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Beware of pharyngeal Fusobacterium nucleatum in COVID-19

Abstract

Background

Fusobacterium nucleatum (F. n) is an important opportunistic pathogen causing oral and gastrointestinal disease. Faecalibacterium prausnitzii (F. p) is a next-generation probiotic and could serve as a biomarker of gut eubiosis/dysbiosis to some extent. Alterations in the human oral and gut microbiomes are associated with viral respiratory infection. The aim of this study was to characterise the oral and fecal bacterial biomarker (i.e., F. n and F. p) in COVID-19 patients by qPCR and investigate the pharyngeal microbiome of COVID-19 patients through metagenomic next-generation sequencing (mNGS).

Results

Pharyngeal F. n was significantly increased in COVID-19 patients, and it was higher in male than female patients. Increased abundance of pharyngeal F. n was associated with a higher risk of a positive SARS-CoV-2 test (adjusted OR = 1.32, 95% CI = 1.06 ~ 1.65, P < 0.05). A classifier to distinguish COVID-19 patients from the healthy controls based on the pharyngeal F. n was constructed and achieved an area under the curve (AUC) of 0.843 (95% CI = 0.688 ~ 0.940, P < 0.001). However, the level of fecal F. n and fecal F. p remained unaltered between groups. Besides, mNGS showed that the pharyngeal swabs of COVID-19 patients were dominated by opportunistic pathogens.

Conclusions

Pharyngeal but not fecal F. n was significantly increased in COVID-19 patients, clinicians should pay careful attention to potential coinfection. Pharyngeal F. n may serve as a promising candidate indicator for COVID-19.

Peer Review reports

Introduction

Severe acute respiratory syndrome coronavirus 2 (SARS-CoV-2) is highly transmissible and pathogenic and has caused a pandemic coronavirus disease 2019 (COVID-19), which threatens human health and public safety. According to the World Health Organization (WHO) (https://covid19.who.int/), as of August 13, 2021, there have been more than 205 million confirmed cases of COVID-19 and more than 4.3 million deaths. COVID-19 is a complex multisystem disorder [1]. Common symptoms of COVID-19 include fever, fatigue and dry cough. Severe infections can lead to pneumonia, severe acute respiratory syndrome, kidney failure, and even death [2]. In addition to respiratory symptoms, COVID-19 can also experience oral/pharyngeal manifestations, such as sore throat, dry mouth, loss of taste, burning sensation and tongue enlargement [3, 4], and gastrointestinal symptoms like diarrhea, nausea, and vomiting [5, 6].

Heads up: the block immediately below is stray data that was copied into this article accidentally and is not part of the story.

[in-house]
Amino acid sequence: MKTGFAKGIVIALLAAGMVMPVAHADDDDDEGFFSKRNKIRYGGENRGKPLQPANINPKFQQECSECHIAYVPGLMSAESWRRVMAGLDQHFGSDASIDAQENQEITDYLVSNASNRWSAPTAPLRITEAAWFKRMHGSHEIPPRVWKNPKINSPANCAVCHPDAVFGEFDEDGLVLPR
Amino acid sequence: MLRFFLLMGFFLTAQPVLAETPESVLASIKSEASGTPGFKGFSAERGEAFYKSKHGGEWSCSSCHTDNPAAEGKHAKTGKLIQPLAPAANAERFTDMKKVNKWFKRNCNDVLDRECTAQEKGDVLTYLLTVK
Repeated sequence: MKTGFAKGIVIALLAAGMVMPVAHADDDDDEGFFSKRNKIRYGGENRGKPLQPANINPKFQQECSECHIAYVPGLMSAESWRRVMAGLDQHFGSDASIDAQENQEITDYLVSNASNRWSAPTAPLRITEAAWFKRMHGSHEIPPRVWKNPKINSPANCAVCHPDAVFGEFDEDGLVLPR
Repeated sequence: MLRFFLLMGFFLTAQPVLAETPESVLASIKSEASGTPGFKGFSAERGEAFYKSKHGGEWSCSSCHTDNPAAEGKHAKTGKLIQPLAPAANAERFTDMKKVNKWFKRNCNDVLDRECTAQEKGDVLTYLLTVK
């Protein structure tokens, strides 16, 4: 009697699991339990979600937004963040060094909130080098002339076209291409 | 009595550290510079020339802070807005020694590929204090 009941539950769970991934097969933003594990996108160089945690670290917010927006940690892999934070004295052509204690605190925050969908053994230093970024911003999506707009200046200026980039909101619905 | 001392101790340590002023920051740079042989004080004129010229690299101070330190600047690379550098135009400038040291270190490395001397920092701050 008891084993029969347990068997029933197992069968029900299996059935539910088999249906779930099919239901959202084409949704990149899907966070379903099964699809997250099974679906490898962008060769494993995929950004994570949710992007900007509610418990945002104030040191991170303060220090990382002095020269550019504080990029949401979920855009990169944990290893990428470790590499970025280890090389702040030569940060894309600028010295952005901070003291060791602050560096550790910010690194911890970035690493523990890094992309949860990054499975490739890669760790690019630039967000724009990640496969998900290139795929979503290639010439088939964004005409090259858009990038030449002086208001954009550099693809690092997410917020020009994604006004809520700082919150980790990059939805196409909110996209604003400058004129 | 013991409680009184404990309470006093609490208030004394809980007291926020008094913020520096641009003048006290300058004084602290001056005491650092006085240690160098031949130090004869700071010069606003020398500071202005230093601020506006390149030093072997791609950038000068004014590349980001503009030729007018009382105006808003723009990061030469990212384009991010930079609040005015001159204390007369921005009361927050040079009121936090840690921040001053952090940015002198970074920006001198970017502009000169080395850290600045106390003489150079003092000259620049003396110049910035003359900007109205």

The pharynx is one of the main entrance into the gastrointestinal tract for microorganisms. Both the pharynx and gastrointestinal tract are recognised as crucial sites for the pathogenesis of SARS-CoV-2 infection [7, 8]. SARS-CoV-2 infection and invasion in these sites may cause local microbiome dysbiosis and thus lead to secondary bacterial infection [9,10,11]. The host-microbe interactions in the two sites are complex and key for the understanding of the physiology and mechanism of the immune response and microbiome during SARS-CoV-2 infection [8, 12, 13]. Each disease has its own specific microbial characteristics. Metagenomic next-generation sequencing (mNGS) analysis has revealed the pharyngeal microbiota alterations of SARS-COV-2 infected patients [8, 12, 14, 15], and oropharyngeal microbiota alterations were associated with COVID-19 severity [12]. A recent study [7] found that several oral microbial markers (like TM7, Haemophilus, Actinomyces, Prevotella, Oribacterium and Fusobacterium) could specifically identify patients with COVID-19 from the health controls in the random forest model.

Fusobacterium nucleatum (F. n), an anaerobic oral commensal associated with periodontitis, is usually found in respiratory and gastrointestinal tracts [16,17,18,19]. F. n is considered as a biomarker of chronic obstructive pulmonary disease patients’ lung function deterioration [20] and the development of inflammatory bowel disease and even colorectal cancer [21, 22]. Emerging evidence has demonstrated that the culture supernatant of F. n induced the up-regulation of ACE2 expression in human respiratory epithelial cells and the release of pro-inflammatory cytokines IL-6 and IL-8 [23] and thus F. n may play a synergistic role in the progression of SARS-CoV-2 infection [24]. Faecalibacterium prausnitzii (F. p) is an beneficial commensal anaerobe. Tang L et al. reported that the abundance of F. p significantly decreased in the critical COVID-19 patients compared with the general patients [25]. Interestingly, some microbes correlated inversely with SARS-CoV-2 loads in fecal samples from COVID-19 patients could downregulate the expression of ACE2 [26], suggesting that SARS-CoV-2 may inhibit microorganisms that are unfavorable for its infection. The concept of F. n and/or F. p serving as non-invasive diagnostic tools for specific diseases has been demonstrated in many studies [20, 27]. Act as the “harmful” and “beneficial” bacteria respectively [27], the potential roles of F. n and F. p in COVID-19 became an interesting future research topic.

In our study, we examined the carriage of F. n in pharyngeal swab samples of COVID-19 patients and healthy controls by quantitative real-time polymerase chain reaction (qPCR). We also investigated the relative abundance of F. n and F. p in the SARS-CoV-2 positive/negative fecal samples of COVID-19 patients. Besides, metagenomic next-generation sequencing (mNGS) was conducted in 10 randomly selected COVID-19 patients’ pharyngeal swabs to characterize the microbial composition and diversity, and then the correlation of the viral loads and the common bacteria were performed.